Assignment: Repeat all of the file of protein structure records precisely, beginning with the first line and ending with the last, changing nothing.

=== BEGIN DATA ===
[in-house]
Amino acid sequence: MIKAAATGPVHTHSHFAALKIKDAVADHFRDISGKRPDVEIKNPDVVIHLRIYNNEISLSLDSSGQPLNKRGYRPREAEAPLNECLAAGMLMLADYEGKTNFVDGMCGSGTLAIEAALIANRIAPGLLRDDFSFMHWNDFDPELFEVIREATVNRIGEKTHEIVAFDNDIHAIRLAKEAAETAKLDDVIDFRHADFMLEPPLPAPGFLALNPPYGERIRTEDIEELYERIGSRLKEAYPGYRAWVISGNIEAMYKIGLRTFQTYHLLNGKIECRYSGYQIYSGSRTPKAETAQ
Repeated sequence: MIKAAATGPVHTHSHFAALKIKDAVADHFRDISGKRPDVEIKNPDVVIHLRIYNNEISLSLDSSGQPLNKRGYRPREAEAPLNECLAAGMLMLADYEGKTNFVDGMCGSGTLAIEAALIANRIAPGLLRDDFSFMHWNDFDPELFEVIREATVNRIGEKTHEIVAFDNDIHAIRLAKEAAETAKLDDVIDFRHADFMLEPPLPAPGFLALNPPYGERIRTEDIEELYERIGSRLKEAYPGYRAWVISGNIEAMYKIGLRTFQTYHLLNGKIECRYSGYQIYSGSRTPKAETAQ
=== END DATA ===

[in-house]
Amino acid sequence: MIKAAATGPVHTHSHFAALKIKDAVADHFRDISGKRPDVEIKNPDVVIHLRIYNNEISLSLDSSGQPLNKRGYRPREAEAPLNECLAAGMLMLADYEGKTNFVDGMCGSGTLAIEAALIANRIAPGLLRDDFSFMHWNDFDPELFEVIREATVNRIGEKTHEIVAFDNDIHAIRLAKEAAETAKLDDVIDFRHADFMLEPPLPAPGFLALNPPYGERIRTEDIEELYERIGSRLKEAYPGYRAWVISGNIEAMYKIGLRTFQTYHLLNGKIECRYSGYQIYSGSRTPKAETAQ
Repeated sequence: MIKAAATGPVHTHSHFAALKIKDAVADHFRDISGKRPDVEIKNPDVVIHLRIYNNEISLSLDSSGQPLNKRGYRPREAEAPLNECLAAGMLMLADYEGKTNFVDGMCGSGTLAIEAALIANRIAPGLLRDDFSFMHWNDFDPELFEVIREATVNRIGEKTHEIVAFDNDIHAIRLAKEAAETAKLDDVIDFRHADFMLEPPLPAPGFLALNPPYGERIRTEDIEELYERIGSRLKEAYPGYRAWVISGNIEAMYKIGLRTFQTYHLLNGKIECRYSGYQIYSGSRTPKAETAQ